By Yousuf Ali, Staff Writer

Yousuf Ali is a Staff Writer at the Michigan Journal. Yousuf’s views do not necessarily represent those of the Michigan Journal.

There was a governor named Gerry

Who was quite desperate for victory

So, he drew a map to have his party win

Even if voters thought them worse than sin

Thereafter, all districts look extraordinary

A little over a year ago, I wrote an article in the Michigan Journal expressing support for two candidates for the University of Michigan Board of Regent’s election:  Denise Ilitch (Dem.) and Ron Weiser (Rep.) As it happened, both won. In fact, Ron Weiser not only won a seat on the Board of Regents, but became chairman of the Michigan Republican Party shortly thereafter. I am under no delusions that my op-ed was somehow decisive in ensuring victory for either of the two regents. At the same time, I feel a sense of responsibility to express my displeasure at the gross misbehavior of the organization headed by one of the people whom I endorsed.

Over the last three decades, the Republicans have maintained a grip on the state legislature, as they have been the party in power in both 2000 and 2010 after which the districts were redrawn. In fact, several analyses have stated that Michigan legislative districts are amongst the most gerrymandered in the country. Consequently, it’s hardly any surprise that the heads of the Voters Not Politicians (VNP) campaign would report collecting 300,000 signatures for their petition proposing a ballot initiative giving the voters a chance to determine whether or not the status quo should continue.  Indeed, Michigan voters are sick and tired of having politicians subverting democracy by drawing abnormally shaped districts, and in the process, avoiding listening to the actual concerns of voters. Of course, the Michigan Republican party understands that such an initiative is a threat to their power and is doing its utmost to stop it.

It is in the nature of politicians to do everything they can to hold onto power, a tendency that is perfectly exemplified by the Michigan Republicans’ response to the VNP initiative. Instead of trying to make the case that Republican legislators are capable of drawing fairly constructed districts, the Michigan GOP is not only warning its members not to sign the ballot initiative, but some Republican  attorneys are planning a legal battle to prevent the measure from making it to the ballot. This is hardly surprising, as convincing voters that legislators can more fairly draw district lines than an independent commission consisting of Democrats, Republicans and Independents is rather difficult. Indeed, the biggest threat to the decades long subversion of democracy would be an exercise of democracy by asking the people directly whether or not they favor the status quo or wish for a change through a ballot initiative. This is something that those in power are afraid of and consequently are doing their utmost to prevent. In the face of this challenge, those seeking genuine democratic change must redouble their efforts to reform the current system.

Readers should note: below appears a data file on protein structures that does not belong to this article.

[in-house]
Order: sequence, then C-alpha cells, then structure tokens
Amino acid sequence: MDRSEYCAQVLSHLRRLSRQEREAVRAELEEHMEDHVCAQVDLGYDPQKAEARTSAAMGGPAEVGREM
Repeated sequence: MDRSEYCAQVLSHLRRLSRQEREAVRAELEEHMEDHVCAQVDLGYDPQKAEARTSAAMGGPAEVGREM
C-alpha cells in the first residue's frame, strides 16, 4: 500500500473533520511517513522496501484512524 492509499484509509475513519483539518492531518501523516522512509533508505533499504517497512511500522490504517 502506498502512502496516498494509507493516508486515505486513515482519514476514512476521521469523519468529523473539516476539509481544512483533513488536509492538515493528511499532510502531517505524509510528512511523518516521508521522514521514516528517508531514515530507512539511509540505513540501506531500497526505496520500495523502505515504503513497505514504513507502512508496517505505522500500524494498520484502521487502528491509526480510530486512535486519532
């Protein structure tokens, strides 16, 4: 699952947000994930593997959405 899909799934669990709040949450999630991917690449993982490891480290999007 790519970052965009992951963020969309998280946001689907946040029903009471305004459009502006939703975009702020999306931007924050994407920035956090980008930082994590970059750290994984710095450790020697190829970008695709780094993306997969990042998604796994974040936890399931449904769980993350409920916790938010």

In addition to signing the ballot proposal, there are several other ways to support its passage. As you can imagine, organizing such an initiative is by no means cheap, so donations to the organization behind the initiative, Voters Not Politicians,  would go a long way towards ensuring its passage. Contrary to the claims of the partisan propaganda machine, it is a non-partisan initiative as evidenced by the fact that it proposes a commission including an equal amount of Republicans and Democrats. The only people who would claim this to be partisan are the ones most guilty of what they accuse. Furthermore, one can become a petition circulator and gather signatures, so that the initiative may be presented to the voters. Last but not least, if and when the petition appears on the ballot next year, vote for it. No matter how many signatures we may collect or how much money we donate, all of our efforts are for not if people do not vote for it. In addition to our own votes, we must spread the word to family, friends, acquaintances, etc that they will have the chance to revitalize democracy in Michigan.

It would be a shame to let this opportunity go to waste.